Community Partners with the School of Architecture

The School of Architecture is proud to maintain professional relationships with regional architecture associations, arts organizations and humanitarian groups:

American Institute of Architects Portland / Center for Architecture

Architectural Foundation of Oregon / Architects in Schools

Mercy Corps Action Center

Community Collaborations

Many of our design classes allow students to work closely with nonprofit organizations and community groups, giving them the opportunity to find out what it's like to work with a client. Below are descriptions of some of our community collaborations:


In 2012, PSU School of Architecture began a collaboration with the Oregon Ballet Theatre, inspired by the dance company’s fall program “Body Beautiful.” This collaboration offered opportunities for architecture students to contribute to OBT’s visual stage presence, learn from the dancers by observing classes and rehearsals, and design performance spaces, both portable and fixed, for dance.

School of Architecture director Clive Knights led his Spring 2013 third-year studio class in a series of design assignments specifically for dance. One of these was intended to support OBT’s aim to reach out into the greater Portland community and share the beauty of dance with those who would otherwise never experience it. Working from the stated goals of OBT's interim artistic director Anne Mueller and OBT staff members, the class created designs for three separate but related projects: a portable performance structure that could be put on a truck, driven to a rural farm, suburban park, or urban street, and set up in minutes; a portable stage environment to both call attention to and set off the performance area of Director Park in downtown Portland where the company presents OBT Exposed each summer; and a design for remodeling and expanding the OBT headquarters in Southeast Portland. 

For OBT’s fall 2012 program “Body Beautiful,” PSU Architecture students assisted in building the 30-foot-tall Tyvek “trees” that formed installation artist John Grade’s stage environment for OBT’s world-premiere ballet “Ekho.” The process was a painstaking endeavor, with each tree composed of thousands of laser-cut Tyvek pieces that needed to be scored, creased, glued together, and attached to wooden rings. Each tree was of a unique size and shape, and some were lit from below by LED lights as dancers moved beneath and around them. The process of contributing to the fabrication of these elegant stage pieces was memorable and instructive for students.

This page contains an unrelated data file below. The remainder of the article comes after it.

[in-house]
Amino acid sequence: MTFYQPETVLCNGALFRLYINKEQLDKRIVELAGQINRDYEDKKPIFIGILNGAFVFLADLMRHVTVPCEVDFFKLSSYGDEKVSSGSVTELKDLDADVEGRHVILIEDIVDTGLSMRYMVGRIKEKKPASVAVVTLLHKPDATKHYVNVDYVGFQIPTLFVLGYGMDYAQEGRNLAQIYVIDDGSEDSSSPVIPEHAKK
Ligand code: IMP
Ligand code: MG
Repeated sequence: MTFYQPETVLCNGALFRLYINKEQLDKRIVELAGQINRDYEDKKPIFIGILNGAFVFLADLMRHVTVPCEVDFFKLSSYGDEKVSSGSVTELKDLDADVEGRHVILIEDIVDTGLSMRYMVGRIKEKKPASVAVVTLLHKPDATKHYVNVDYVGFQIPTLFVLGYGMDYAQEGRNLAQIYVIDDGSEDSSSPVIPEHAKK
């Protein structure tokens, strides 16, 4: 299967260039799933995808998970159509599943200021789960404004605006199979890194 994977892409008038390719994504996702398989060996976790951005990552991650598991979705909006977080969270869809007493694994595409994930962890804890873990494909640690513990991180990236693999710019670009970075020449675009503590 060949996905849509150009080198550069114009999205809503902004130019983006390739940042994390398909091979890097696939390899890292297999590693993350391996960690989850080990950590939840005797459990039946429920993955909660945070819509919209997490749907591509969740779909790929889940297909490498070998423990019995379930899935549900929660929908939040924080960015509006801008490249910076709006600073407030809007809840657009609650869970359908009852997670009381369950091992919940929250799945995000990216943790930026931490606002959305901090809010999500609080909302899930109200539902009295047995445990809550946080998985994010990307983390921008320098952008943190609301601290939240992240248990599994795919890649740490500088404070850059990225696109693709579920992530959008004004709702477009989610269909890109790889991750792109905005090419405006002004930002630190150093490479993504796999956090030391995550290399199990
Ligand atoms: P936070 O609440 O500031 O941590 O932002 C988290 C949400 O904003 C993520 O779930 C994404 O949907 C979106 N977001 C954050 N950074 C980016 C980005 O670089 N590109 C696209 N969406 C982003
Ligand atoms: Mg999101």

Finally, our Design Fundamentals Studio 1 (ARCH 280) classes, which traditionally focus on the body and its use of space and the physical environment, were invited to sit in on OBT company class and rehearsal in order to observe and sketch dancers’ movements. Body Vox and AWOL Dance Collective also opened their rehearsals to our students so that they might learn more about the myriad ways in which the human body moves and occupies space. 



2015 marks the third consecutive year of collaborations with Pickathon, an annual roots music festival set on a bucolic farm in Happy Valley, Oregon, drawing 3,500 attendees each year. Our students are currently at work designing a unique, new temporary performance venue, where bands will delight Pickathon attendees throughout the festival weekend. The design is being built from a construction material that will be diverted from its usual duties in order to form the structure of the stage, and then will be returned to service once the festival is over. The specifics of the design and the material are currently being kept secret, but will be revealed in the weeks prior to the festival. A small group of students and two School of Architecture faculty members are designing the stage during Spring 2015 term, and a larger group of students will build the design in July in preparation for the July 31 – August 2 festival.


The 2014 Pickathon performance venue, called the Tree Line Stage, was designed and built by PSU Architecture students and two faculty members using 520 wooden shipping pallets, which were rented from a shipper to form a striking, multi-textured performance enclosure just for the festival weekend, and then returned to their owner to rejoin the working world again. After the weekend was over, no trace of the pallets, the stage, or the transformative experience was left, except in the minds and memories of the attendees. An excellent video and article on the project, with photos, can be found on Inhabitat: